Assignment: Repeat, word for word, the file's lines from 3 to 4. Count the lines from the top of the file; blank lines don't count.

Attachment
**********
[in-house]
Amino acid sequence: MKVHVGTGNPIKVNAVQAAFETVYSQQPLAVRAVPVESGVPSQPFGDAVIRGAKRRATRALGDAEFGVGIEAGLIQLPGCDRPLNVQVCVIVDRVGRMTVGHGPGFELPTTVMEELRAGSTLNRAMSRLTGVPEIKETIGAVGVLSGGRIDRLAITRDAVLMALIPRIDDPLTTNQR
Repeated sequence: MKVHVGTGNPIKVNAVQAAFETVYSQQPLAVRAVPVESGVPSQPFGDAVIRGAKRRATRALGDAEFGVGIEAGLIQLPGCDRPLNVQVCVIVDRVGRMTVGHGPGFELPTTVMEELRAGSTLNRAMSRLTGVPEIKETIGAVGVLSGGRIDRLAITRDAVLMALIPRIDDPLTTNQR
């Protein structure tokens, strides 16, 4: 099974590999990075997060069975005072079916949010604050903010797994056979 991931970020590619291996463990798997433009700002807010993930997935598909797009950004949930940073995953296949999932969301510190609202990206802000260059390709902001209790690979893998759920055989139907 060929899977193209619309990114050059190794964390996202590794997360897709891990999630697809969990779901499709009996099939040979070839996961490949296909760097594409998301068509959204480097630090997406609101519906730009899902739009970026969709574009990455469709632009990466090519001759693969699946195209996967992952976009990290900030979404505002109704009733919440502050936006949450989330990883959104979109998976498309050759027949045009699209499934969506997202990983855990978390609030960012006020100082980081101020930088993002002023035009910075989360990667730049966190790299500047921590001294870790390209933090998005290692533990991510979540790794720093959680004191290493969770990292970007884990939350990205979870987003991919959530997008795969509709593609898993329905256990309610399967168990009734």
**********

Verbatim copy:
Repeated sequence: MKVHVGTGNPIKVNAVQAAFETVYSQQPLAVRAVPVESGVPSQPFGDAVIRGAKRRATRALGDAEFGVGIEAGLIQLPGCDRPLNVQVCVIVDRVGRMTVGHGPGFELPTTVMEELRAGSTLNRAMSRLTGVPEIKETIGAVGVLSGGRIDRLAITRDAVLMALIPRIDDPLTTNQR
């Protein structure tokens, strides 16, 4: 099974590999990075997060069975005072079916949010604050903010797994056979 991931970020590619291996463990798997433009700002807010993930997935598909797009950004949930940073995953296949999932969301510190609202990206802000260059390709902001209790690979893998759920055989139907 060929899977193209619309990114050059190794964390996202590794997360897709891990999630697809969990779901499709009996099939040979070839996961490949296909760097594409998301068509959204480097630090997406609101519906730009899902739009970026969709574009990455469709632009990466090519001759693969699946195209996967992952976009990290900030979404505002109704009733919440502050936006949450989330990883959104979109998976498309050759027949045009699209499934969506997202990983855990978390609030960012006020100082980081101020930088993002002023035009910075989360990667730049966190790299500047921590001294870790390209933090998005290692533990991510979540790794720093959680004191290493969770990292970007884990939350990205979870987003991919959530997008795969509709593609898993329905256990309610399967168990009734």